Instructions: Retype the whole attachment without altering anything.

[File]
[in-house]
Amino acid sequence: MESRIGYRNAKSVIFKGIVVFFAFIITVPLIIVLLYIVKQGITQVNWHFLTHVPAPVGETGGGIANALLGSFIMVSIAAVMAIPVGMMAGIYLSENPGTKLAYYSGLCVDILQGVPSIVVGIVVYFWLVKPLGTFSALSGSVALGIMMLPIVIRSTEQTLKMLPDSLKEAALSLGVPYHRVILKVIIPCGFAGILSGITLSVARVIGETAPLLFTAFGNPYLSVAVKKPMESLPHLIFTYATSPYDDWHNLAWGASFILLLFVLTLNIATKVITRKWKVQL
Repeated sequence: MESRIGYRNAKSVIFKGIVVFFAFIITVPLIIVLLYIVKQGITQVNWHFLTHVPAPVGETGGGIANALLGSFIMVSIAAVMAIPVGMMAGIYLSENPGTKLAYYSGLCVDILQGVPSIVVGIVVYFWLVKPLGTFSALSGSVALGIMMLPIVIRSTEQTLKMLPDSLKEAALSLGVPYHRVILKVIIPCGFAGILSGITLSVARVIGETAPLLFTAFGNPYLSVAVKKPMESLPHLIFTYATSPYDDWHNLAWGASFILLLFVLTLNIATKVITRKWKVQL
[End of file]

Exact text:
[in-house]
Amino acid sequence: MESRIGYRNAKSVIFKGIVVFFAFIITVPLIIVLLYIVKQGITQVNWHFLTHVPAPVGETGGGIANALLGSFIMVSIAAVMAIPVGMMAGIYLSENPGTKLAYYSGLCVDILQGVPSIVVGIVVYFWLVKPLGTFSALSGSVALGIMMLPIVIRSTEQTLKMLPDSLKEAALSLGVPYHRVILKVIIPCGFAGILSGITLSVARVIGETAPLLFTAFGNPYLSVAVKKPMESLPHLIFTYATSPYDDWHNLAWGASFILLLFVLTLNIATKVITRKWKVQL
Repeated sequence: MESRIGYRNAKSVIFKGIVVFFAFIITVPLIIVLLYIVKQGITQVNWHFLTHVPAPVGETGGGIANALLGSFIMVSIAAVMAIPVGMMAGIYLSENPGTKLAYYSGLCVDILQGVPSIVVGIVVYFWLVKPLGTFSALSGSVALGIMMLPIVIRSTEQTLKMLPDSLKEAALSLGVPYHRVILKVIIPCGFAGILSGITLSVARVIGETAPLLFTAFGNPYLSVAVKKPMESLPHLIFTYATSPYDDWHNLAWGASFILLLFVLTLNIATKVITRKWKVQL